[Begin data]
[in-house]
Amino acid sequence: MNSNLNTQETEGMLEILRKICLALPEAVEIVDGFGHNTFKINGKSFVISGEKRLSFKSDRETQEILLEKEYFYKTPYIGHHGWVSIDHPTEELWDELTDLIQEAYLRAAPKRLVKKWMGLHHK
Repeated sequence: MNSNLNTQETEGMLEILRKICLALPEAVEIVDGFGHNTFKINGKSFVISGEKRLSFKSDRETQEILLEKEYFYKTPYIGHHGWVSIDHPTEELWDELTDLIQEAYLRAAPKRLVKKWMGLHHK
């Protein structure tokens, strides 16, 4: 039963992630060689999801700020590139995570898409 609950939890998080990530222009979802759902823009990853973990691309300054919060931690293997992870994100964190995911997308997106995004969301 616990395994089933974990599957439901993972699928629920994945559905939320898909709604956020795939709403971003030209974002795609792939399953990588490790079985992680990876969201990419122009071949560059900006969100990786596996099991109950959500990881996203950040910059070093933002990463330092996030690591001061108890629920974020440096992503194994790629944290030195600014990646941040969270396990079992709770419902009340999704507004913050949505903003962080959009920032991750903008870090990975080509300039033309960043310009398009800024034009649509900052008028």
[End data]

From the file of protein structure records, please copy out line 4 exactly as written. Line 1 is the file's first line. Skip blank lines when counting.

């Protein structure tokens, strides 16, 4: 039963992630060689999801700020590139995570898409 609950939890998080990530222009979802759902823009990853973990691309300054919060931690293997992870994100964190995911997308997106995004969301 616990395994089933974990599957439901993972699928629920994945559905939320898909709604956020795939709403971003030209974002795609792939399953990588490790079985992680990876969201990419122009071949560059900006969100990786596996099991109950959500990881996203950040910059070093933002990463330092996030690591001061108890629920974020440096992503194994790629944290030195600014990646941040969270396990079992709770419902009340999704507004913050949505903003962080959009920032991750903008870090990975080509300039033309960043310009398009800024034009649509900052008028």